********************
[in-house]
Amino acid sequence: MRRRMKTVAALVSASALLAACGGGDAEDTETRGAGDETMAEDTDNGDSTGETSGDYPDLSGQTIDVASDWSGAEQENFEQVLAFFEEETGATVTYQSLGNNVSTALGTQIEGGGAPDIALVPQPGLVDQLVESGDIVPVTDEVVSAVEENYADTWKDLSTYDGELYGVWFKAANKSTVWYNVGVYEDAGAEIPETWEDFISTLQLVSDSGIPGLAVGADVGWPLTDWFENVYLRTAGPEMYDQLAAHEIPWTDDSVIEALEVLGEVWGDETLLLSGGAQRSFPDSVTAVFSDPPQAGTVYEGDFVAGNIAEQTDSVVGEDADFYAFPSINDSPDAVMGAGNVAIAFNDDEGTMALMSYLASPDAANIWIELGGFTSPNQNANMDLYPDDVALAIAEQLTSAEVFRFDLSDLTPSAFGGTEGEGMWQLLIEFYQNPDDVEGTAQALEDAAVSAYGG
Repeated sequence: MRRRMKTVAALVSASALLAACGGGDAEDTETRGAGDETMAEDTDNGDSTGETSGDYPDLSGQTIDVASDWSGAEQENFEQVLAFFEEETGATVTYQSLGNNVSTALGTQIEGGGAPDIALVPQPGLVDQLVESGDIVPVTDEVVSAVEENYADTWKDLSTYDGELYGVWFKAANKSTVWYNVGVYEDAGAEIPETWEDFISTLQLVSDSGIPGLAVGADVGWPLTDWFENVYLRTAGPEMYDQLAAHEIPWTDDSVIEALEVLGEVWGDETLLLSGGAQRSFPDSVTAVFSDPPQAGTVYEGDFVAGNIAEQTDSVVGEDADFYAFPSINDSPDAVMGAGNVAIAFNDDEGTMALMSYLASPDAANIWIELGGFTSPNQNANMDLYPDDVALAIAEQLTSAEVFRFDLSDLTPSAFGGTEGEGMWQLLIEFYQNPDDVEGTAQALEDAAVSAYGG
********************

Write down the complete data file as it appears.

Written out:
[in-house]
Amino acid sequence: MRRRMKTVAALVSASALLAACGGGDAEDTETRGAGDETMAEDTDNGDSTGETSGDYPDLSGQTIDVASDWSGAEQENFEQVLAFFEEETGATVTYQSLGNNVSTALGTQIEGGGAPDIALVPQPGLVDQLVESGDIVPVTDEVVSAVEENYADTWKDLSTYDGELYGVWFKAANKSTVWYNVGVYEDAGAEIPETWEDFISTLQLVSDSGIPGLAVGADVGWPLTDWFENVYLRTAGPEMYDQLAAHEIPWTDDSVIEALEVLGEVWGDETLLLSGGAQRSFPDSVTAVFSDPPQAGTVYEGDFVAGNIAEQTDSVVGEDADFYAFPSINDSPDAVMGAGNVAIAFNDDEGTMALMSYLASPDAANIWIELGGFTSPNQNANMDLYPDDVALAIAEQLTSAEVFRFDLSDLTPSAFGGTEGEGMWQLLIEFYQNPDDVEGTAQALEDAAVSAYGG
Repeated sequence: MRRRMKTVAALVSASALLAACGGGDAEDTETRGAGDETMAEDTDNGDSTGETSGDYPDLSGQTIDVASDWSGAEQENFEQVLAFFEEETGATVTYQSLGNNVSTALGTQIEGGGAPDIALVPQPGLVDQLVESGDIVPVTDEVVSAVEENYADTWKDLSTYDGELYGVWFKAANKSTVWYNVGVYEDAGAEIPETWEDFISTLQLVSDSGIPGLAVGADVGWPLTDWFENVYLRTAGPEMYDQLAAHEIPWTDDSVIEALEVLGEVWGDETLLLSGGAQRSFPDSVTAVFSDPPQAGTVYEGDFVAGNIAEQTDSVVGEDADFYAFPSINDSPDAVMGAGNVAIAFNDDEGTMALMSYLASPDAANIWIELGGFTSPNQNANMDLYPDDVALAIAEQLTSAEVFRFDLSDLTPSAFGGTEGEGMWQLLIEFYQNPDDVEGTAQALEDAAVSAYGG